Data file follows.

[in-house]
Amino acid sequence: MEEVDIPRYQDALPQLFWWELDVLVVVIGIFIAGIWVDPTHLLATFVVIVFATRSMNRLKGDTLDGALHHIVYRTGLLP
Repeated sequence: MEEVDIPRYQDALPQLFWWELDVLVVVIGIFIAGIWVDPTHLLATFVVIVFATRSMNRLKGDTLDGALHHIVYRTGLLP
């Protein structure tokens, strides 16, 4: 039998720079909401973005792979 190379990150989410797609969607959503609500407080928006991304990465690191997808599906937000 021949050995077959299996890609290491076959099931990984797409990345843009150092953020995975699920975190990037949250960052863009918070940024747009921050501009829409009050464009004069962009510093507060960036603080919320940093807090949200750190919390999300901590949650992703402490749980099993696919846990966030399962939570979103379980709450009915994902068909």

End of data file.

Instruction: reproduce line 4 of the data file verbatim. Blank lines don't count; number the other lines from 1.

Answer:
């Protein structure tokens, strides 16, 4: 039998720079909401973005792979 190379990150989410797609969607959503609500407080928006991304990465690191997808599906937000 021949050995077959299996890609290491076959099931990984797409990345843009150092953020995975699920975190990037949250960052863009918070940024747009921050501009829409009050464009004069962009510093507060960036603080919320940093807090949200750190919390999300901590949650992703402490749980099993696919846990966030399962939570979103379980709450009915994902068909």